The Utah Jazz have been building a potential juggernaut for a couple of years now. They’ve shown this potential in smaller doses — be it the final two months of the 2014-15 season when they played historically good defense, trudging through injury after injury in 2015-16 to nearly snag the No. 8 seed, or being one of the five most dominant teams in the NBA over the last five weeks.
While the Jazz struggled a year ago because of the injuries and let a playoff berth slip through their grasp, they’ve found ways to persevere through the inconsistency of bodies in the rotation this time around. The Jazz sit 20-13 as the calendar year turns the corner, despite their intended starting lineup having only played two games and 22 minutes together overall. The biggest reason for their success and perseverance so far also happens to be the biggest player on this deep and diverse roster of pseudo and non-stars. Rudy Gobert and his limitless bandwidth of wingspan have anchored the Jazz this season on both ends of the floor, thanks to his own acceptance of the request from coaches to make sacrifices on both ends for the greater good of the team.
The Jazz’s starting lineup quintet alone has missed a combined 48 games already this season. Here’s a rundown of the missed games just from the starting lineup so far:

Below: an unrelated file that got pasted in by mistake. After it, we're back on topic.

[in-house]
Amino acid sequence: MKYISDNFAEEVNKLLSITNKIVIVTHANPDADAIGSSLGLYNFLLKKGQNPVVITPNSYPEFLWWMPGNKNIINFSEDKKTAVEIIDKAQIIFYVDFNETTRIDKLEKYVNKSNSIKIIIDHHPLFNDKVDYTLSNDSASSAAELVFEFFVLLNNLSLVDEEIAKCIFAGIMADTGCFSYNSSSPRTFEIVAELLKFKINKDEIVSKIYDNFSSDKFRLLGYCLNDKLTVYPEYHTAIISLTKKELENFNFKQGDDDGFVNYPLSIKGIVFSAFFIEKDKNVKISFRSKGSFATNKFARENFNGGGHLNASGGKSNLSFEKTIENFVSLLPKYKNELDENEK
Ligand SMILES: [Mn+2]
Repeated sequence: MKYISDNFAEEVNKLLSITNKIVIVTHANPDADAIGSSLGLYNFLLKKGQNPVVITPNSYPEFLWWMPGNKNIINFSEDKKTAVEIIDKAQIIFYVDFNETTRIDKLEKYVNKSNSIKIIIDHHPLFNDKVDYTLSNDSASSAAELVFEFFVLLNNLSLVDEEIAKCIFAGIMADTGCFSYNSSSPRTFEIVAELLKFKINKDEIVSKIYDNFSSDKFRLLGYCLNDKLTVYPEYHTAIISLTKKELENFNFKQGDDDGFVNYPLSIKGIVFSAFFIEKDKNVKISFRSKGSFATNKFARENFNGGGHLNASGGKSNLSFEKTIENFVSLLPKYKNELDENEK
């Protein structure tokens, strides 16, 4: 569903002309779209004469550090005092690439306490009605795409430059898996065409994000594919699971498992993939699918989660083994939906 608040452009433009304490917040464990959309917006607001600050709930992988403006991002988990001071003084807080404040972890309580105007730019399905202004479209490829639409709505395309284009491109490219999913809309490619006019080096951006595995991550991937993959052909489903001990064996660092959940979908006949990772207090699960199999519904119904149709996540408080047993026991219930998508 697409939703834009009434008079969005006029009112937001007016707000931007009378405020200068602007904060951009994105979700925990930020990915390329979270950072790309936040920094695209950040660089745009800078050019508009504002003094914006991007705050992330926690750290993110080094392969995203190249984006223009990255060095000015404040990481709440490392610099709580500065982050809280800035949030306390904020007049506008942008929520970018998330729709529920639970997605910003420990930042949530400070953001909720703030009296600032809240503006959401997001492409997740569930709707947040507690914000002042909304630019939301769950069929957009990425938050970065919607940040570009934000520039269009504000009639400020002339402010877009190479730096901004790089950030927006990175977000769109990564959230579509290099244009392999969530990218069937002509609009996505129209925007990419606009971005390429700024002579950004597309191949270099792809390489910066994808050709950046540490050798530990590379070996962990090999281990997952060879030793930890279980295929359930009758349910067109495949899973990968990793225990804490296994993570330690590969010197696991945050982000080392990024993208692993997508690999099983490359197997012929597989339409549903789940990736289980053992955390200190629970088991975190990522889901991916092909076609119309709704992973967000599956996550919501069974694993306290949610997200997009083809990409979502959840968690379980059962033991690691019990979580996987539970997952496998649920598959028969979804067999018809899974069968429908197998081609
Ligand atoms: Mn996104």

Gordon Hayward — 7 games, finger
Derrick Favors — 15 games, left knee
George Hill — 21 games, sprained toe and sprained thumb
Rodney Hood — 5 games, hamstring and flu
However, Gobert has been there for all 33 games thus far. Despite all of the team’s missed games due to injury, the Jazz still rank fourth in the NBA in defensive rating and ninth on offense.
Their defensive system is simple. Gobert protects the paint with various acts of help positioning and expert show-and-recover on pick-and-roll plays that make him look like a creature Godzilla may have to extradite from a city. That allows the rest of the defenders to get after their assignment aggressively to keep Jazz opponents off the 3-point line and dare them to attack the paint where Gobert lurks.
The results speak glowingly about the defensive process of Snyder’s group. Utah may allow the ninth highest 3-point percentage in the NBA (36.0 percent) but they also allow just the second-lowest percentage of 3-point attempts (27.1 percent). Research has shown that the second number is much more indicative of quality defensive execution. The Jazz also don’t force a lot of turnovers (11.3 percent, second lowest turnover rate in the NBA for opponents) because their version of forcing mistakes is making you shoot over the skyscraper reach of Gobert.